“Soon the lavish stabling behind Carlton House Terrace was filled to overflowing and additional accommodation had to be rented in the vast Police stables at Scotland Yard. Barleythorpe, the luxurious twenty-bedroomed hunting-box which Hugh had inherited in Rutland, vied with Squire Abingdon’s stables both in the numbers and the quality of horses he kept there. It was not long, however, before he discovered new and even more extravagant ways of impressing himself on a startled Society. In the days when the fashion for liveried servants and dandified dressing had largely fallen out of vogue, Hugh Lonsdale set a standard of colorful perfection with his turn-outs, which, almost overnight, became one of the sights in London. All the Lonsdale servants were dressed in canary-yellow jackets with dark-blue facings, white beaver hats and white buckskin breeches. …

“His six-inch cigars were specially made to his order, and christened by a gratified toacconist ‘Lonsdales.’ The cigar became almost as much his trademark as the perfect white gardenias which he wore in his buttonhole, and which were sent to him daily regardless of cost wherever he might be.”

The Yellow Earl’s carriages also were a bright yellow. His personal life was equally flashy. Lonsdale had affairs with the actress Lily Langtry and the married stage actress Violet Cameron; the latter situation was deemed scandalous enough that Queen Victoria made it known that Lord Lonsdale should leave England. He went to Canada and embarked on “a 3,000-mile trek across the frozen wastes.” He initially took four springer spaniels and his valet with him, but, fortunately for the spaniels and the servant, Lonsdale sent them back home again when he realized how daunting the Canadian tundra is.

Showy though he was, Lonsdale was an excellent horseman and an expert hound man who held Masterships at the Quorn, Cottesmore, and Woodland Pytchley.

Of his riding:

“Once when he was out hunting with the Quorn he was taking a line of country he had not followed for some time,” reports Sutherland. “Putting his horse at a post-and-rail fence with a shallow ditch at the other side, he was not aware until he was too far committed that another fence, topped with a strand of wire, had been erected a yard on the far side of the dutch. Collecting his horse he cleared the entire obstacle. When it was measured afterwards, the length of the jump was found to be 32 feet.”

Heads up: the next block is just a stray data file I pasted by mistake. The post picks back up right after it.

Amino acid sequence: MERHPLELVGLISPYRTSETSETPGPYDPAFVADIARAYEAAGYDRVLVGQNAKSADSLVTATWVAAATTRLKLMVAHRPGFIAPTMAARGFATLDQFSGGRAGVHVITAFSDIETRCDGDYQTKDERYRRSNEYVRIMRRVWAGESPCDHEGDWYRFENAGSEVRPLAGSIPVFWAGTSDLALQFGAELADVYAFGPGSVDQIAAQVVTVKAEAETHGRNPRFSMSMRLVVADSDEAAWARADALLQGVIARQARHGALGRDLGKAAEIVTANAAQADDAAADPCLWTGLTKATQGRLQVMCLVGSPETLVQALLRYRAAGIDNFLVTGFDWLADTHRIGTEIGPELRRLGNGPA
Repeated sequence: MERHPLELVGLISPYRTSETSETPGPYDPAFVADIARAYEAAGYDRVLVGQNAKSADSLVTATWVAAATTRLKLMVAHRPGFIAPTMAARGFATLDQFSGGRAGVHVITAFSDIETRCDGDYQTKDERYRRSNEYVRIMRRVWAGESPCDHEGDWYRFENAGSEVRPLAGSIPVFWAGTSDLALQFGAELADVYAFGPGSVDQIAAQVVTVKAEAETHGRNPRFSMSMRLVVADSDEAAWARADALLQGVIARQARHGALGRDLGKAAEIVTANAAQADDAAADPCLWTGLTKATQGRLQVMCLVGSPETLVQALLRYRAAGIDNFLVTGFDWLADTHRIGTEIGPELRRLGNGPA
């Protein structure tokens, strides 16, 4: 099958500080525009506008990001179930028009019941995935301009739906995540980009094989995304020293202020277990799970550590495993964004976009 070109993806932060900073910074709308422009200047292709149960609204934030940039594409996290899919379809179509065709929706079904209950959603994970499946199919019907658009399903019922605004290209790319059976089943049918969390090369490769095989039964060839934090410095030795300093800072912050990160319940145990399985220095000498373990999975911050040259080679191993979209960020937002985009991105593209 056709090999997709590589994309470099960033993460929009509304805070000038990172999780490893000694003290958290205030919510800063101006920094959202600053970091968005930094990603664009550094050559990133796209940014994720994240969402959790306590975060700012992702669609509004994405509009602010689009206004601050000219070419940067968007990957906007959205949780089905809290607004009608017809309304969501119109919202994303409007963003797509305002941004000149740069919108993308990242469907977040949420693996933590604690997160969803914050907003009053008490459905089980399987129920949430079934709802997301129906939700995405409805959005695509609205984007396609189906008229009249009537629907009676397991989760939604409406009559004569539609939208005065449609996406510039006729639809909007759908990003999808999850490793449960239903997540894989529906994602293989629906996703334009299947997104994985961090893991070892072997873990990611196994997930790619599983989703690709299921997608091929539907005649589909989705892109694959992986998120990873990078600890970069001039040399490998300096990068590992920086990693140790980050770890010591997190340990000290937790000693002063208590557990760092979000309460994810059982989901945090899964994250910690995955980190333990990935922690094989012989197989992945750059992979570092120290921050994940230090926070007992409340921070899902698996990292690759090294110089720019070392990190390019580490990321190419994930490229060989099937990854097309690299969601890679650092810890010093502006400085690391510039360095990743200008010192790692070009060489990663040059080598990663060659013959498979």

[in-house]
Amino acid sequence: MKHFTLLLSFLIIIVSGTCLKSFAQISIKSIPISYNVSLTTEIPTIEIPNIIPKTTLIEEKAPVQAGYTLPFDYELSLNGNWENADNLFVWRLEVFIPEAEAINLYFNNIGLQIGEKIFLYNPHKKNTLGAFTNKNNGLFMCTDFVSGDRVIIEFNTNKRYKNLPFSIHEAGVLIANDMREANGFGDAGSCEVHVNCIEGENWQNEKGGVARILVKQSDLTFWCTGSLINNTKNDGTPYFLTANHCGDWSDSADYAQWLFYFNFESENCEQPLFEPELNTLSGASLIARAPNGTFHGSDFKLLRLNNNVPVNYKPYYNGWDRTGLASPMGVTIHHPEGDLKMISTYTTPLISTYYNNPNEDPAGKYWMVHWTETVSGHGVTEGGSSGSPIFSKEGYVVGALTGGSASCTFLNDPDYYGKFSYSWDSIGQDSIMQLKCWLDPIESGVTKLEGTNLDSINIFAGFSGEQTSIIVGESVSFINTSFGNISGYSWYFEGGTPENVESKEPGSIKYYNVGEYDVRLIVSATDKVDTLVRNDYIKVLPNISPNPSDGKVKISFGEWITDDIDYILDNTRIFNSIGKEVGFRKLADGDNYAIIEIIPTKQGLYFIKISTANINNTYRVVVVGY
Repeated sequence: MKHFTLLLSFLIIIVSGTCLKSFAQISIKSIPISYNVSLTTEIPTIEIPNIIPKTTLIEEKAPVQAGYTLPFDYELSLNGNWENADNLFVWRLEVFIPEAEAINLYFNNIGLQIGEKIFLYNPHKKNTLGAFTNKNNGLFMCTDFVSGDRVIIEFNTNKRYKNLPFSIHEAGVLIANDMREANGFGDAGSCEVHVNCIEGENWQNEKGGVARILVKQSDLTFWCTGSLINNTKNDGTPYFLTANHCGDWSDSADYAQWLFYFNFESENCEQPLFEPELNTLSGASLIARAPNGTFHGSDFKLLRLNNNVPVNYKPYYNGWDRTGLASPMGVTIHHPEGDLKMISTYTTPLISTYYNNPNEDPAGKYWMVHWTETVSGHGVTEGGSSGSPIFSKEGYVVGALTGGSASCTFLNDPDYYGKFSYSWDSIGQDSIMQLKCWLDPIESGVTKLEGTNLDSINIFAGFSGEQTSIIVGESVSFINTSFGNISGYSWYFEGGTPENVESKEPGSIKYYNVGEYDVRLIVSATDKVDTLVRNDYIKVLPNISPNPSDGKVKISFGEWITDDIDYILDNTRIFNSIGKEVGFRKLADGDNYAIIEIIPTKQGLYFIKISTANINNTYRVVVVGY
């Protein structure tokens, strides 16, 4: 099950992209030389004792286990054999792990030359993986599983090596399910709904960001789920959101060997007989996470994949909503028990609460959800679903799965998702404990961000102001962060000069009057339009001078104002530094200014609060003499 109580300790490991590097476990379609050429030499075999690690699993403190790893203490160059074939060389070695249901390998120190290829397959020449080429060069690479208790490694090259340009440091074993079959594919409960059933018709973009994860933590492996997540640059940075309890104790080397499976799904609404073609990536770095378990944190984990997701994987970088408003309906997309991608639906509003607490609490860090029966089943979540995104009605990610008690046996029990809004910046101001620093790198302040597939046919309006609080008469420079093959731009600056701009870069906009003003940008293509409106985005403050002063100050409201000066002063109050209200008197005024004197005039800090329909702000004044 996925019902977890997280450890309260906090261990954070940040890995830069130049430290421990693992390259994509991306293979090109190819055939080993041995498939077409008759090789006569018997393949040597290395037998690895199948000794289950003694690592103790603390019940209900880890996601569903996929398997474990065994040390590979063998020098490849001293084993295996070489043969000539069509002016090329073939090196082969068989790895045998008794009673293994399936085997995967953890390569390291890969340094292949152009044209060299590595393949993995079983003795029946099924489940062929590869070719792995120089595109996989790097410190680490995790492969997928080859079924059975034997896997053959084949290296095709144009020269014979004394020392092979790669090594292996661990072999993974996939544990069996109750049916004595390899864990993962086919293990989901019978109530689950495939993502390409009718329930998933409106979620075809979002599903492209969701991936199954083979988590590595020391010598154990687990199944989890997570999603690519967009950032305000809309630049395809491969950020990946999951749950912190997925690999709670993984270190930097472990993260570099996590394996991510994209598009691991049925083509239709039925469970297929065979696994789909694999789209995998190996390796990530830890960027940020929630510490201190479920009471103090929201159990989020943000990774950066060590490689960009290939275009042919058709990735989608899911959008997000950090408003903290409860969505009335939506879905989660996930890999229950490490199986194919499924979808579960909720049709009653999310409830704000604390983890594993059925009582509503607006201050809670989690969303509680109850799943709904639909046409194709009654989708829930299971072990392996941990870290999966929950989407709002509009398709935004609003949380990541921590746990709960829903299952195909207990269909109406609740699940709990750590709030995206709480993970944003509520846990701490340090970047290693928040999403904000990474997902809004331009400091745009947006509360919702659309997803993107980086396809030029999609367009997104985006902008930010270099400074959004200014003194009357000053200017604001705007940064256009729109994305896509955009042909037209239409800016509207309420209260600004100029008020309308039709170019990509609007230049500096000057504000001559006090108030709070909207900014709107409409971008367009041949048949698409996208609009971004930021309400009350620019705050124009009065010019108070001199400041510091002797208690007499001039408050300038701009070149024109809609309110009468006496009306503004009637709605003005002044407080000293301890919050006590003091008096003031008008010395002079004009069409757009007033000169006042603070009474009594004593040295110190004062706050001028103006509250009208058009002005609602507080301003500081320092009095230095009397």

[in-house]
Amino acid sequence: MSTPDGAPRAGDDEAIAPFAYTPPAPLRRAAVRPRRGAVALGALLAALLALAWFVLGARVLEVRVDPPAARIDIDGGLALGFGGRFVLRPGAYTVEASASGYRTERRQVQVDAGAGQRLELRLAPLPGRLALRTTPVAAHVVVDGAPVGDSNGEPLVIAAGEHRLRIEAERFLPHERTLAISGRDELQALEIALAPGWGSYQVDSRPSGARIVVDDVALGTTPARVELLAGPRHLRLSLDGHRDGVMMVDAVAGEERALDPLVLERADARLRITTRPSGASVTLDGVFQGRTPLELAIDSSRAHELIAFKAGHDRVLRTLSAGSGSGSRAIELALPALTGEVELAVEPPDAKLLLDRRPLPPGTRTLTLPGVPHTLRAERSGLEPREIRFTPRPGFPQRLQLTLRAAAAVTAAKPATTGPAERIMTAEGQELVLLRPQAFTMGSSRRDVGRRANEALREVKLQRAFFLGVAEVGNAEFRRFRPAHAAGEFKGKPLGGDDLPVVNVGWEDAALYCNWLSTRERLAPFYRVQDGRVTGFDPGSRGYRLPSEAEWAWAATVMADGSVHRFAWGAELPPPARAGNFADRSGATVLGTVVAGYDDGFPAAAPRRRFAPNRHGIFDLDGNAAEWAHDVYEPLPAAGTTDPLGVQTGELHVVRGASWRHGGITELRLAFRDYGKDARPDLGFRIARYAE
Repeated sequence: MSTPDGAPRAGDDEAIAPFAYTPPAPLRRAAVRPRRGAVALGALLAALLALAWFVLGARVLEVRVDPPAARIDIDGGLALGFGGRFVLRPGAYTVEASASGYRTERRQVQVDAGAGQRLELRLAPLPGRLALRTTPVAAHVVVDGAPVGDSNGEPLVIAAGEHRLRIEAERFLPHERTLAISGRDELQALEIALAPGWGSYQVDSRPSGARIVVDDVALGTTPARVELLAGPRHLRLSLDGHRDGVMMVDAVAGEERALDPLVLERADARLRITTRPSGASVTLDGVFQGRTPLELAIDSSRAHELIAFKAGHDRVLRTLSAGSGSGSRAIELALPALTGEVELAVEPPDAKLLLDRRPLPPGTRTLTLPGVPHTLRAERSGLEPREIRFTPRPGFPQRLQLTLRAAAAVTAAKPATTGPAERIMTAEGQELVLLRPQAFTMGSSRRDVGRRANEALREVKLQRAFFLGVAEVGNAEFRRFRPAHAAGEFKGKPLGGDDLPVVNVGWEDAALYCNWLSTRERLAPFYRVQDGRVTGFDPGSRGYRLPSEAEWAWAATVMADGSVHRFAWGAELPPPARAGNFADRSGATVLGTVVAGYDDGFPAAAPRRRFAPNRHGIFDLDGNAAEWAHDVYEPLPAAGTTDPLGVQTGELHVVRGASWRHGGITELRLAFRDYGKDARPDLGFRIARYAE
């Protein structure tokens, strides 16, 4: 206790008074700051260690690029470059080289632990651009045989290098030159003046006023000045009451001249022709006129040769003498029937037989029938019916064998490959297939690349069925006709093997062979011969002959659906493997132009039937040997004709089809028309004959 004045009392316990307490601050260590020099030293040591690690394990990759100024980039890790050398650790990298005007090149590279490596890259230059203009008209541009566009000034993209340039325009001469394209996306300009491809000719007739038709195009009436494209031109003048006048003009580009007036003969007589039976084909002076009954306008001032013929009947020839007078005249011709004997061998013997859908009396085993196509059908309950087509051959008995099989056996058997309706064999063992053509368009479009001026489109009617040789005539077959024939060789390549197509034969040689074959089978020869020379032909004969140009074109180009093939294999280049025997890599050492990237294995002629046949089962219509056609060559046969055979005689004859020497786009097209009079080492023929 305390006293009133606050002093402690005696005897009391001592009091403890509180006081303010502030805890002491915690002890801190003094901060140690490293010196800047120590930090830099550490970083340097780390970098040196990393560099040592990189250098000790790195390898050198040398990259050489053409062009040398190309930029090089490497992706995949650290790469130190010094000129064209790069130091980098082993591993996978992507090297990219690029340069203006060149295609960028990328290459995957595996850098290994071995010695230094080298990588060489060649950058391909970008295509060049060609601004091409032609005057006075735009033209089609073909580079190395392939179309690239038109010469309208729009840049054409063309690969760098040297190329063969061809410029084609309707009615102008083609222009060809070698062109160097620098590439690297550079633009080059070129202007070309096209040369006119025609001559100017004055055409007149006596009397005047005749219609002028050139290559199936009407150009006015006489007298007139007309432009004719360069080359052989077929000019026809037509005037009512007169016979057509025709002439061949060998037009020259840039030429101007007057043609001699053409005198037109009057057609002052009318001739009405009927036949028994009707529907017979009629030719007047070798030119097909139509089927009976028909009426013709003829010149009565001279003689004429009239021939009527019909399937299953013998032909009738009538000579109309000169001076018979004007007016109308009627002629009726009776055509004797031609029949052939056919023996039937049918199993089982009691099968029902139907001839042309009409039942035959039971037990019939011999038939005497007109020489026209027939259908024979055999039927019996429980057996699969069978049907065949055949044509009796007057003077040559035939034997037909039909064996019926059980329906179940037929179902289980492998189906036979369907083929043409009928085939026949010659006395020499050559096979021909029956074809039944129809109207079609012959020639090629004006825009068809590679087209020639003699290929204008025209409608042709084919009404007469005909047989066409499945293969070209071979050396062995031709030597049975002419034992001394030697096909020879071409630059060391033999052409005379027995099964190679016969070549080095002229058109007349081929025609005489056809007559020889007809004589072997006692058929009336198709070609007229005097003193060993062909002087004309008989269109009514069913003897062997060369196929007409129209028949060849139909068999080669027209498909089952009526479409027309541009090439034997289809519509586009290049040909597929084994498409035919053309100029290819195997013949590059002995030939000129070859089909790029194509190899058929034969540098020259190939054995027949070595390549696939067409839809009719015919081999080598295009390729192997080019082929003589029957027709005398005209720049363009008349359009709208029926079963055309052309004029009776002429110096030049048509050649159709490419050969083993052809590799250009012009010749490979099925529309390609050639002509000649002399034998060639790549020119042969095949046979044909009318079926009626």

Lord Lonsdale's 32-foot jump

Lord Lonsdale had a lot to say about hounds, too, and he was not afraid to advise huntsmen. In 1908, he wrote to the Cottesmore huntsman, Gillson, after the man had been there a year, offering him some tips on relating to the hounds:

“… I should like to see you a little more demonstrative and to converse to your hounds on the way to covert. Noe that you are a professional receiving a salary for hunting them, but that you are glad and pleased and delighted to see them, talking to them as you go to the meet, and showing each one that you take a personal interest in him or her. Speak to them, whistle to them, and let them understand every word and sign. If you are at exercise canter along and stop short, giving some sign by mouth or whistle, and make friends of them  and get off and pat them when they are doing what you want–more can be done this way than in any other, and if you do it continually no whips are needed–pointers, sheep-dogs, retrievers–all animals–are the same–they are all amenable to sound, providing that it is always the same sound or signal. …

“You must talk to your hounds with your mouth inclined towards them, not the back of your head, for your speed through the air reduces the sound by half, so please remember my wish when casting: always wait before cantering away, until your hounds realize that you are about to be off; convey some private signal that they will understand.”